Title: The Martian
Author: Andy Weir
No. of Pages: 384
Genre: Science Fiction, Suspense
Origins: Crown Publishing
Release Date: 11 February 2014
Bottom Line: Love, love, love, love, love
“Six days ago, astronaut Mark Watney became one of the first people to walk on Mars.
Now, he’s sure he’ll be the first person to die there.
After a dust storm nearly kills him and forces his crew to evacuate while thinking him dead, Mark finds himself stranded and completely alone with no way to even signal Earth that he’s alive—and even if he could get word out, his supplies would be gone long before a rescue could arrive.
Chances are, though, he won’t have time to starve to death. The damaged machinery, unforgiving environment, or plain-old “human error” are much more likely to kill him first.
But Mark isn’t ready to give up yet. Drawing on his ingenuity, his engineering skills—and a relentless, dogged refusal to quit—he steadfastly confronts one seemingly insurmountable obstacle after the next. Will his resourcefulness be enough to overcome the impossible odds against him?”
Thoughts: At the heart of The Martian is a very real commentary on the types of philosophical and sociological debates humans will have to face as they push space exploration towards Mars and beyond. The decisions Mark, his crew, and all of those involved at NASA must make are excruciating and delve to the heart of the risks/rewards debate of a robust space program. To boldly go where no man has gone before may not be worth the risks after all.
Mark Watney is one of the most entertaining heroes ever written. His penchant for dealing with stress through humor lightens the storyline, but more importantly, it reinforces his humanity. At the same time, it is so easy for readers to forget that he really is in a one-man struggle for survival in a situation where all of the odds are not in his favor because he is so affable. There are many times where readers will find themselves chuckling aloud at Mark’s antics, deservedly so.
All of the humor though cannot diminish the remarkableness of the story. Here is a man on a dangerous mission who genuinely forgives his crew for leaving him stranded on Mars without enough food, water, or other supplies. His ability to cope with his situation is astounding and inspiring, especially given how quick to find guilt society has become. His story is admirable in other ways. For one, he uses no super powers or coincidences that strain credulity. He uses old-fashioned hard work, knowledge, and logic to overcome obstacles. He also manages to maintain his sanity in spite of being completely isolated from everything and everyone and in the face of impossible odds. Again, he gives new meaning to the definition of a hero.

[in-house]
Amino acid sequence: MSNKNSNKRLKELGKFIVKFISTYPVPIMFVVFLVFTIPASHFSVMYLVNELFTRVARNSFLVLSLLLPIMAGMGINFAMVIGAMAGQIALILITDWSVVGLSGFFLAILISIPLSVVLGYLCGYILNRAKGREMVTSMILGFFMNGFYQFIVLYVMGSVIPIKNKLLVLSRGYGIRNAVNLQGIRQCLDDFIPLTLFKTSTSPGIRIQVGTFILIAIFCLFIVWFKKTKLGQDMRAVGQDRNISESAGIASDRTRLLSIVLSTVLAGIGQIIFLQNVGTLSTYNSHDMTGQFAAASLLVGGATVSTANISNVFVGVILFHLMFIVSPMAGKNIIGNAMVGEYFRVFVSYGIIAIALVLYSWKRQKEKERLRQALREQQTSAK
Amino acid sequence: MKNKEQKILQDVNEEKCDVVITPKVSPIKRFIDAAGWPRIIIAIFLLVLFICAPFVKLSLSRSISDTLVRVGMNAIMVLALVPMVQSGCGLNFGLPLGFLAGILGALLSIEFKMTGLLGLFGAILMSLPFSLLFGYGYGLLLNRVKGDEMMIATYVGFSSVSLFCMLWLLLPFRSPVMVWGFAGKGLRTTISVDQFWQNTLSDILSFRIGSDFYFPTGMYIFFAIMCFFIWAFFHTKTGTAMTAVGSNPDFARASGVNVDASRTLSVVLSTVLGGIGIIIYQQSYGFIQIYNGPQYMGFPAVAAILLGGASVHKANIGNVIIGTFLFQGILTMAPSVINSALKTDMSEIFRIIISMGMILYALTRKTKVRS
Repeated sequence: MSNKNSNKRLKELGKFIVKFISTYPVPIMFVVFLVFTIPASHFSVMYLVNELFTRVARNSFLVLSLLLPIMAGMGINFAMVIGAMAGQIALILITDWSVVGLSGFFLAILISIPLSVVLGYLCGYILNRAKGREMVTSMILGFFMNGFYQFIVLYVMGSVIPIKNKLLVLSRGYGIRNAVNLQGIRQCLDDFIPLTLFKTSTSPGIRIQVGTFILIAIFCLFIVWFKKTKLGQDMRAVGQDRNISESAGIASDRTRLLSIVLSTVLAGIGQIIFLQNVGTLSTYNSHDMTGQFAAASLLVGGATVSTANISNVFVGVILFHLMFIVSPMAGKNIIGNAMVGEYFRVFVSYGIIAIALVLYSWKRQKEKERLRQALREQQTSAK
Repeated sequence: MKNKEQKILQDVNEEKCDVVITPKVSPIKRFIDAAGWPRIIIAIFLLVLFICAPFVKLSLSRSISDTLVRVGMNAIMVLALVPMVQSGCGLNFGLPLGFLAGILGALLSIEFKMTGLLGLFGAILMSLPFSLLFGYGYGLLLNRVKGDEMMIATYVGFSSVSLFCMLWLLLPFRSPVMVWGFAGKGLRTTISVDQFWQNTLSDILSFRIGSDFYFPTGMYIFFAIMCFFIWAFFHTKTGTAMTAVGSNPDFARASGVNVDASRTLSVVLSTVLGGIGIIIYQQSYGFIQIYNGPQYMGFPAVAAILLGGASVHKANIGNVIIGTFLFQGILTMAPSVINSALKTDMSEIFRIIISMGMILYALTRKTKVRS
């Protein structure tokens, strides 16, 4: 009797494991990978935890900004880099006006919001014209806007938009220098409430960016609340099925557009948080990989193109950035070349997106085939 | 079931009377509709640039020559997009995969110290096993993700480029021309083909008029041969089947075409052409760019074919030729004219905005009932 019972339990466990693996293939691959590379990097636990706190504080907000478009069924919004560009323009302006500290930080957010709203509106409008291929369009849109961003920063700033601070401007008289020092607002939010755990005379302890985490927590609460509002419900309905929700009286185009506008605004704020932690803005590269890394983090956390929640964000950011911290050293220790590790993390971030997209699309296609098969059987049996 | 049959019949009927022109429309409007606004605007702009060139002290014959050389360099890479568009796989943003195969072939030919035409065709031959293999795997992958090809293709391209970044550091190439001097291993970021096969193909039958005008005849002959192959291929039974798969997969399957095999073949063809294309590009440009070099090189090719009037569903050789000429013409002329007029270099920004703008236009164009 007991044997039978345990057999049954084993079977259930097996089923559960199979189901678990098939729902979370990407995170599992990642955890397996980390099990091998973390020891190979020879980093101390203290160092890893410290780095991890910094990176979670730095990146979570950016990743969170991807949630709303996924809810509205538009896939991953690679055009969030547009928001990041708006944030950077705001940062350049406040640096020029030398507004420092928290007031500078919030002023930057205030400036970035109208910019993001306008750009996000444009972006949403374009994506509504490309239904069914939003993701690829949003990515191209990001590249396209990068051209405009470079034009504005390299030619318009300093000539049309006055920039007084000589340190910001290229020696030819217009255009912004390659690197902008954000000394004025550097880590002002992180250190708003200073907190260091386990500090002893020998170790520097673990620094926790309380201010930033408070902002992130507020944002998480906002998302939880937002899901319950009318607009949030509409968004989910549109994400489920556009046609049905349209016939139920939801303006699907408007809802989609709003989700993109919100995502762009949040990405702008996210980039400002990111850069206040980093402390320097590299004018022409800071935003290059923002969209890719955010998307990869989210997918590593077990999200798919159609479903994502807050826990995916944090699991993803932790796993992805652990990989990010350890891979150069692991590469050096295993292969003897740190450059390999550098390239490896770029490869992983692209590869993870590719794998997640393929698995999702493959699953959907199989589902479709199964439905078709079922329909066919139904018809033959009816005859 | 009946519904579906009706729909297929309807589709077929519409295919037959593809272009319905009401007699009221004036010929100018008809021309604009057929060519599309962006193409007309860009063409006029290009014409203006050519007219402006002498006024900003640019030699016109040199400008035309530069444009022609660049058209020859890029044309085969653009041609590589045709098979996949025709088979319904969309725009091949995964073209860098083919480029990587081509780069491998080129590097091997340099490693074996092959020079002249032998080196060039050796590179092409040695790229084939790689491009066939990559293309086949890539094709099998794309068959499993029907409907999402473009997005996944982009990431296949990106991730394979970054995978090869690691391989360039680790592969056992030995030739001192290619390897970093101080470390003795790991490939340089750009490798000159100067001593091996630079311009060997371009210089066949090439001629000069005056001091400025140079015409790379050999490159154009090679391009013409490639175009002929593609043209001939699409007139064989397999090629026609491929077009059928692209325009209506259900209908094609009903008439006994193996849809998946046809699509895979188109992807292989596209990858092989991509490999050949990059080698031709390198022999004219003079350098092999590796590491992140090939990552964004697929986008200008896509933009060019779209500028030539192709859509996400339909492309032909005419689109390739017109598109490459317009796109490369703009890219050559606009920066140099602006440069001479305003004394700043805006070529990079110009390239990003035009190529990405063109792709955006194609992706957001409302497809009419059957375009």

The story itself is extremely well-written and well-plotted. There are some extremely heartfelt moments as Mark comes to gripes with his odds of surviving and seeks to leave a lasting record of his survival attempts. Poignancy aside, there is no lull in the action, and the science elements are entirely plausible and easy to understand. In fact, Mark, in his journal entries, has a way of making even the most complex scientific experiment accessible without undermining the danger involved. Most importantly, nothing about Mark’s fate is certain, and a reader does not know until it is revealed whether he does survive or not.
The Martian is an intelligent and witty science-based story that reminds its audience of human abilities and perseverance. The feel-good moments hide to an extent the various serious situations in which Mark finds himself, which could easily bog down the entire narrative into a feeling of despair and hopelessness. Instead, The Martian is hopeful – that man can triumph against the odds, that we can harness technology to further scientific advancement, and that there is such a thing as a happy ending. Whether that hope lasts throughout the story is for a reader to discover. Regardless of what happens, watching Mark in action is worth any amount of emotional pain or suspense a reader must endure.